In the coming weeks, the focus of presidential election politics is set to be put on who will emerge as the unified candidate of the liberal opposition camp. Discourse is heating up on how to establish the single candidacy between Rep. Moon Jae-in of the main opposition Democratic United Party and software mogul-turned-professor Ahn Cheol-soo.
Moon, a human rights lawyer and former chief of staff for late President Roh Moo-hyun, was nominated as DUP presidential candidate Sunday as he secured more than half the votes cast in the 13 regional primaries with his victory in the final contest in Seoul. Ahn, dean of the Graduate School of Convergence Science and Technology at Seoul National University, is expected to announce his presidential bid this week.
Ahn, who said last week he would make public his stance soon after the nomination of the DUP candidate, visited a cemetery honoring those killed in the 1980 Gwangju pro-democracy uprising on Friday in a move that political observers interpreted as signaling he would run in the presidential race.
Both sides have expressed the need to present a united front against Rep. Park Geun-hye, who was nominated by the conservative ruling Saenuri Party as its candidate for the Dec. 19 presidential election. A recent survey showed Park leading both Moon and Ahn by comfortable margins in a hypothetical multi-way race, with the gaps being closely narrowed in match-ups between the Saenuri contender and either of her two liberal rivals.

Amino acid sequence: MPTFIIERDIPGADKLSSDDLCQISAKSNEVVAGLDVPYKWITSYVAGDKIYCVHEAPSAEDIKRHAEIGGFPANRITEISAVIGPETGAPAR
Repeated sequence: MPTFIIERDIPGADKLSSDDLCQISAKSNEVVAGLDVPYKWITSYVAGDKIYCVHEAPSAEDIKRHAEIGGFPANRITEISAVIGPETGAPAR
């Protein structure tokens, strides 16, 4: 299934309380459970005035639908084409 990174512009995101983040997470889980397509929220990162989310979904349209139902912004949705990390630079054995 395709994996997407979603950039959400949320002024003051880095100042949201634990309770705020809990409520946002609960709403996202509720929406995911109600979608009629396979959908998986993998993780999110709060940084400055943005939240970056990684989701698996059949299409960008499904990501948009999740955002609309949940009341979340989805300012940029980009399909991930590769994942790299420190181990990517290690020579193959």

Moon and Ahn have also seen Park’s approval rating slip recently after her controversial remarks about the authoritarian rule of her father, President Park Chung-hee who ruled the country for 18 years until he was assassinated by his intelligence chief in 1979.
A tug of war is expected to be staged between Moon and Ahn for the weeks to come over how to unify their candidacy.
At the moment, none of them seems to make an easy concession. Riding on a string of wins in the DUP primary race, Moon beat Ahn for the first time in their approval rating as a single opposition candidate in a poll conducted early last week.
Many figures in the liberal camp are concerned that the prolonged confrontation over the concrete ways of unifying the candidacy might strain the relationship between Moon and Ahn, hampering the prospect of winning back power from the conservative bloc. It is likely that calls will be mounting for a one-on-one meeting between them to decide who will become the single candidate.
For a certain period of time, Moon and Ahn are expected to focus on expanding their support base, building pressure on each other to make concessions.
Moon is tasked with healing the intraparty rift that has widened in the course of primary contests and shedding his image tied to the legacy of Roh, which has been shunned by moderates. Ahn, who is popular with younger voters for his clean and upright image, will have to go through a toughening process of verifying his past records and qualifications as national leader.
The single candidacy would enable either of them to pose a formidable challenge against the Saenuri candidate. But the key to achieving their eventual political goal will be convincing voters of their ability to handle the complicated problems the nation faces.